Forest soil scientists study the properties and processes operating in forest soils, and the interactions between the above- and belowground ecology and biogeochemistry of forest ecosystems. Forest soil is the basis for renewable forest resources and a living environment for tree and understory roots, fungi, bacteria and soil animals. It stores and cycles carbon and nutrients and filters precipitation for groundwater and runoff. Knowledge about forest soil is a prerequisite for understanding of what happens to forest ecosystems and landscapes under human impact.
Our research topics vary from forest soil basic functions to impacts of disturbances and management. We ask questions such as: what happens to organic matter decomposition in changing climate? How much carbon do forest soils store? Do dead roots transfer more carbon to soil than aboveground litter? What is the impact of storm and insect damage on carbon sequestration in forest ecosystems? How does forest harvesting affect soil nutrient availability and the water cycle? Can biochar be used for improving forest soil properties? Research in forest soil science gives answers to the sustainability of man-made activities affecting forest soils. We cooperate within international and interdisciplinary networks, are in contact with the practice, and integrate our research results also into teaching. We educate students from bachelor to post graduate studies on boreal, temperate and tropical forest soils.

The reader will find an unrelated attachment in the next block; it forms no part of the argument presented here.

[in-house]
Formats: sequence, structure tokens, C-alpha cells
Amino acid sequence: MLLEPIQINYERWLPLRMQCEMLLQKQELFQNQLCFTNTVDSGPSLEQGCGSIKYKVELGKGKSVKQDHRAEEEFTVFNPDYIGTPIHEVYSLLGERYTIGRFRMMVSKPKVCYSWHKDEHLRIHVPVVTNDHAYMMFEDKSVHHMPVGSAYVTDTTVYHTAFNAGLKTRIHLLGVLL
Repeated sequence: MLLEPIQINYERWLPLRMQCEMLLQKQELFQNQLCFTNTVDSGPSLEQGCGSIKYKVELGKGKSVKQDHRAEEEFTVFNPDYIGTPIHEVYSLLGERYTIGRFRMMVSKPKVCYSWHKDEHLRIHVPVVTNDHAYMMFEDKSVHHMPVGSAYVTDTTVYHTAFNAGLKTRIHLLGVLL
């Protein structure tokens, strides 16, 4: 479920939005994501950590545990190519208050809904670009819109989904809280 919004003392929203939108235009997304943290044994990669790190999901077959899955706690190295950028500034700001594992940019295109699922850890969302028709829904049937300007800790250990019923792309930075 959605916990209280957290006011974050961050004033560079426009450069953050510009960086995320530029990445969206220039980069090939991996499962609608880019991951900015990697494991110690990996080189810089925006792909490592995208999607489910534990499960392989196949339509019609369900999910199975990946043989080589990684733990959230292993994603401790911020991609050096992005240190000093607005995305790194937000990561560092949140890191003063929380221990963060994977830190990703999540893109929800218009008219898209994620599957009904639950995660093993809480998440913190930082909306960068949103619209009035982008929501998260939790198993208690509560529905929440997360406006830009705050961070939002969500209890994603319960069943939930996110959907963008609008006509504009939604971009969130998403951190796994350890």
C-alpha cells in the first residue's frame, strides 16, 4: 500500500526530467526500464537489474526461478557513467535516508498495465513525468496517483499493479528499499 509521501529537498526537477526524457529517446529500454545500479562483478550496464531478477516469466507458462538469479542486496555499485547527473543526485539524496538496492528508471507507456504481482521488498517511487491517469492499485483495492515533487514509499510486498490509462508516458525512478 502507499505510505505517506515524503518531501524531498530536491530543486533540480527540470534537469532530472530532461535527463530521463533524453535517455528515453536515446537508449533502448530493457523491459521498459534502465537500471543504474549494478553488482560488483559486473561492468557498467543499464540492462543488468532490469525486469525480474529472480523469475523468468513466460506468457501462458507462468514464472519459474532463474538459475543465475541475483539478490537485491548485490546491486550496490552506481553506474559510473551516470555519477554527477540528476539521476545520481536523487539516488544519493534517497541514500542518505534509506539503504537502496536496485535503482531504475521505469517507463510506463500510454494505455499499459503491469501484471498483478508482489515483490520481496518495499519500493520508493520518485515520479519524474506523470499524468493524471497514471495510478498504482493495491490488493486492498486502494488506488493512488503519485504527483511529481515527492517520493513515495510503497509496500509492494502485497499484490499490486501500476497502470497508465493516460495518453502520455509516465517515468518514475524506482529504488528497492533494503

More information, please visit the Forest Soil Science website.